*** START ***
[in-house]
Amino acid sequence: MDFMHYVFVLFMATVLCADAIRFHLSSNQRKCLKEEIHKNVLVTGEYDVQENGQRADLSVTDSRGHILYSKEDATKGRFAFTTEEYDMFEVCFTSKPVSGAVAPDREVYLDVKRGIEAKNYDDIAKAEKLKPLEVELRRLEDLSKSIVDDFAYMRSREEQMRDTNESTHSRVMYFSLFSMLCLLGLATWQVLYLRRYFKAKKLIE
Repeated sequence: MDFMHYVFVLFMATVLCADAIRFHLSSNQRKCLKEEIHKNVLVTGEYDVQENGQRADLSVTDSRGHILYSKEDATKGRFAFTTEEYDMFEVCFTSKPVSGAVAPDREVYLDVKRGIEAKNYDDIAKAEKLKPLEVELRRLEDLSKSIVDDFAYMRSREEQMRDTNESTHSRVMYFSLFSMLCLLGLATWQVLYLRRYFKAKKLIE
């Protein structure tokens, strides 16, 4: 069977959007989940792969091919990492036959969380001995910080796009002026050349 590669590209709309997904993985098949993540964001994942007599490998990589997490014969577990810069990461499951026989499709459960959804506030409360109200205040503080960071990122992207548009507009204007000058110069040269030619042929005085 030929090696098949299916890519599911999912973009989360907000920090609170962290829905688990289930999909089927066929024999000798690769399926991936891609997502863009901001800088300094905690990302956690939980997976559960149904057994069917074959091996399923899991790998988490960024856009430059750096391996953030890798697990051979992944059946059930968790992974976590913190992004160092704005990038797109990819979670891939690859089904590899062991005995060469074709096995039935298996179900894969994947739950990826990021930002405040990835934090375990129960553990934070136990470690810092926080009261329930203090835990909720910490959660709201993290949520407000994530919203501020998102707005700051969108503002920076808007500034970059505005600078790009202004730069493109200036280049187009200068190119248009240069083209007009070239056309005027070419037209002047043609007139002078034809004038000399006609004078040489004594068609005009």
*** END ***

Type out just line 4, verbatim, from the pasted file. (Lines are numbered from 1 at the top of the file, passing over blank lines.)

């Protein structure tokens, strides 16, 4: 069977959007989940792969091919990492036959969380001995910080796009002026050349 590669590209709309997904993985098949993540964001994942007599490998990589997490014969577990810069990461499951026989499709459960959804506030409360109200205040503080960071990122992207548009507009204007000058110069040269030619042929005085 030929090696098949299916890519599911999912973009989360907000920090609170962290829905688990289930999909089927066929024999000798690769399926991936891609997502863009901001800088300094905690990302956690939980997976559960149904057994069917074959091996399923899991790998988490960024856009430059750096391996953030890798697990051979992944059946059930968790992974976590913190992004160092704005990038797109990819979670891939690859089904590899062991005995060469074709096995039935298996179900894969994947739950990826990021930002405040990835934090375990129960553990934070136990470690810092926080009261329930203090835990909720910490959660709201993290949520407000994530919203501020998102707005700051969108503002920076808007500034970059505005600078790009202004730069493109200036280049187009200068190119248009240069083209007009070239056309005027070419037209002047043609007139002078034809004038000399006609004078040489004594068609005009």